We are in the middle of the Arras battlefield of August to September 1918 and I propose to follow the route of the 58th to Cambrai. I believe Ian will be looking for the graves of Lt. Lorne Bean Craig and Pte. Chester Baker who were killed in this phase of the war. There are a number of old dugouts and bunkers from the Great War in the region and we might want to keep an eye out for them.

September 10 - Tuesday

Ypes, Mt. Sorrel, Menin Gate. We will drive north to Belgium and go to Hill 62, the scene of the 58thís attack on Mt. Sorrell. It was in the area behind the Canadian lines that saw Walter Matthews, David Waldronís good friend, killed in June 1916. We will help Ian find his grave. Benjamin has requested that we also visit the German Cemetery at Langemarck. Depending on time and weather would could do it this day or the next as it is near the Passchendaele battlefield. I was also thinking of trying to visit Skindles and Gingerís. Gingerís may have been the site of the dinner after which Lt. Jucksch liberated a case of champagne. It may be possible to see the guest book to see if Lt. Durie was at the dinner in November 1917.

We stay overnight at Varlet Farm the home of Dirk and Charlotte Cardoen-Descamps right on the battlefield. However, as of 2012 the B&B at Varlet Farm has closed.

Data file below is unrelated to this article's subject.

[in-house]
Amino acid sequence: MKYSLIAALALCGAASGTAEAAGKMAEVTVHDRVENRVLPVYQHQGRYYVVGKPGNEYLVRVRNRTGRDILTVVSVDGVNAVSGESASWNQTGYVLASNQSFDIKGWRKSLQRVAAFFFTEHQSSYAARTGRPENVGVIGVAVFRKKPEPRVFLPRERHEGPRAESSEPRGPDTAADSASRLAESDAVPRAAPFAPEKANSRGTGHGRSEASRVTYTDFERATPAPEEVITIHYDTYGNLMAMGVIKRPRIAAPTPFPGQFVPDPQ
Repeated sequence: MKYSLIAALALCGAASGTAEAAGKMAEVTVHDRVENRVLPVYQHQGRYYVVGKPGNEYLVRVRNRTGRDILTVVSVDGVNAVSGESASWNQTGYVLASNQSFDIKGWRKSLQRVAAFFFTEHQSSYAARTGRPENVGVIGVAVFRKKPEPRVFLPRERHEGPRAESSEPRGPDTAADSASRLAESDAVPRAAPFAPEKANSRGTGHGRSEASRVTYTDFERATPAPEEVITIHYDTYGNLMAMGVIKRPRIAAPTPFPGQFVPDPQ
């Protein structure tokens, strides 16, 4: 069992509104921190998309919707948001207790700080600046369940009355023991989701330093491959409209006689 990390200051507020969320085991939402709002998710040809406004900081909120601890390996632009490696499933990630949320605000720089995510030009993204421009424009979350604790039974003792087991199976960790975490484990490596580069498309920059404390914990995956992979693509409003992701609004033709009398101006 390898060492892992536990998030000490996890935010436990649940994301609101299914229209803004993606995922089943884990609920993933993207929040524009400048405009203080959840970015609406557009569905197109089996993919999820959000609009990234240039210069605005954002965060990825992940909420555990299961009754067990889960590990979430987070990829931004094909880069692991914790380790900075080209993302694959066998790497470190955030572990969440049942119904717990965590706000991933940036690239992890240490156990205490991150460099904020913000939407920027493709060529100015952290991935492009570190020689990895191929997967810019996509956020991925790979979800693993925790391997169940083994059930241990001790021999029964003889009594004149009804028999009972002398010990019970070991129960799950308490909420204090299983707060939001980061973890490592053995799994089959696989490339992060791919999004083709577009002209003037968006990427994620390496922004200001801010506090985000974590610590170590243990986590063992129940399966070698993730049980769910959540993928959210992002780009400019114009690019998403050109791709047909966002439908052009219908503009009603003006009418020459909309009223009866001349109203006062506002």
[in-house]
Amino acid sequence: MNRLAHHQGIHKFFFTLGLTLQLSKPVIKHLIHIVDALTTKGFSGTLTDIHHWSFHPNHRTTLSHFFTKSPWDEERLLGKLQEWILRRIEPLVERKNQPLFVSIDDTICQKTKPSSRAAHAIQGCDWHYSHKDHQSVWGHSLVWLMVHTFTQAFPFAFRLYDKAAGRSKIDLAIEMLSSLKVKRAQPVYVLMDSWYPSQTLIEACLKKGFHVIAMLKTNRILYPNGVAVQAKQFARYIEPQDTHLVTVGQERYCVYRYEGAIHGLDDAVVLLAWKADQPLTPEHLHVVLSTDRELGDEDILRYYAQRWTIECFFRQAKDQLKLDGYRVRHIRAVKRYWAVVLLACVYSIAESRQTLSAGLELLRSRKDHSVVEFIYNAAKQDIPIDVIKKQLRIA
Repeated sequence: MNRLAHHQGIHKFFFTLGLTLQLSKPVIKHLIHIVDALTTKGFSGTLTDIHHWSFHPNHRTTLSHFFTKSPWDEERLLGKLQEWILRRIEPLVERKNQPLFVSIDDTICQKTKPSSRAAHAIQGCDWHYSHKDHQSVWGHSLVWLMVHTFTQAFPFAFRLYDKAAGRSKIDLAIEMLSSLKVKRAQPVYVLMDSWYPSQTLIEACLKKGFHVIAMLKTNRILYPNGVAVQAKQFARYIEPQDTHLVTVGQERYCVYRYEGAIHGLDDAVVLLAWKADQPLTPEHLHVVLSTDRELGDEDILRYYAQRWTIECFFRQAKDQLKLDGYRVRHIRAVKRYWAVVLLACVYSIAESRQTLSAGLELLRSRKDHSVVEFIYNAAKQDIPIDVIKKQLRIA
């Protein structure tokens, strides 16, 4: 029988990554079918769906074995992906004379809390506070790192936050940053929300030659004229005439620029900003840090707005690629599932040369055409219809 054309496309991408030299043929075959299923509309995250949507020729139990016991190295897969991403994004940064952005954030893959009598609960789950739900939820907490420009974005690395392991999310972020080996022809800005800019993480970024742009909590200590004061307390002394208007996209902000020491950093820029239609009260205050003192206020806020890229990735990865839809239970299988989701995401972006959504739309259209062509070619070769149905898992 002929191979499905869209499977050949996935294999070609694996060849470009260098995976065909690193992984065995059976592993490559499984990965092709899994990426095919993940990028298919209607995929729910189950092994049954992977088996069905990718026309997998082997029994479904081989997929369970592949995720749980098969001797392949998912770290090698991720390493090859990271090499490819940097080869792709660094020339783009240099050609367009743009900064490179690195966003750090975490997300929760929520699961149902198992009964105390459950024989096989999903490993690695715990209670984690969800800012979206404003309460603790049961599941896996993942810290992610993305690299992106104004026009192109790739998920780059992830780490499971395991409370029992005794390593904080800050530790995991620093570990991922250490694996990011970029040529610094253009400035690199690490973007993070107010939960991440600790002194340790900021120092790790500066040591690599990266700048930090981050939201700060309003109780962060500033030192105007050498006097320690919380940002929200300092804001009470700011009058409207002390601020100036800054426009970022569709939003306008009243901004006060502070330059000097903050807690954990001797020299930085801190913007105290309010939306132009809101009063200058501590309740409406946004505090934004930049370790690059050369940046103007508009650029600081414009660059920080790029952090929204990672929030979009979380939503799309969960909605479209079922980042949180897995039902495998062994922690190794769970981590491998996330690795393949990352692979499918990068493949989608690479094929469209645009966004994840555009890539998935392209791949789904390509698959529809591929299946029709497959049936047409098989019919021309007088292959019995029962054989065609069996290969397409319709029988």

September 11 - Wednesday

Thanks to Gord and Don Jukes we have some trench maps of the 58thís positions at Lamkeek Farm in front of Passchendaele and at Vindictive Crossroads north of the village. This is the battlefield on which Benjaminís grandfather, Lt. Albert Skill, was killed on October 26, 1917.

We will likely attend the Menin Gate ceremony on both nights while we are there. There are several museums near the Mt. Sorrell battlefield and one large one in Ieper (Ypres) itself. Time and weather will dictate if we visit them. Varlet Farm is our lodging again.

September 12 - Thursday

We drive south to Lens to visit the area around Hill 70 and Nunís Alley. We may also try to find Mason House where Lt. Durie was killed in Dec. 1917. We are also close to the Arras and Vimy areas so we could pay second visits to these locations, if we missed anything earlier. Overnight at Fampoux. (011-3-3321-550090)

September 13 - Friday

We are not going to be in any rush this day. We are headed for Villers-St. Paul north of Ch de Gaulle airport. I intend to visit the Forest of Compiegne to see where the Armistice was signed. We may be able to take in a few other sites if anyone has places they want to see south of Lens. Soissons and Chateau Thierry could be reached on the drive south if we go a little out of our way.

We stay overnight at the Comfort Inn that has a restaurant.

September 14 - Saturday

Our flight out of Ch de Gaulle (CDG), Air Transat TS583, leaves at 2:00 p.m.

We are less than an hour from the airport at Villers-St. Paul. If we leave at 9:00 a.m. we should be there in plenty of time to drop off the station wagon and get checked through security. We are scheduled to arrive back in Toronto at 6:30 p.m.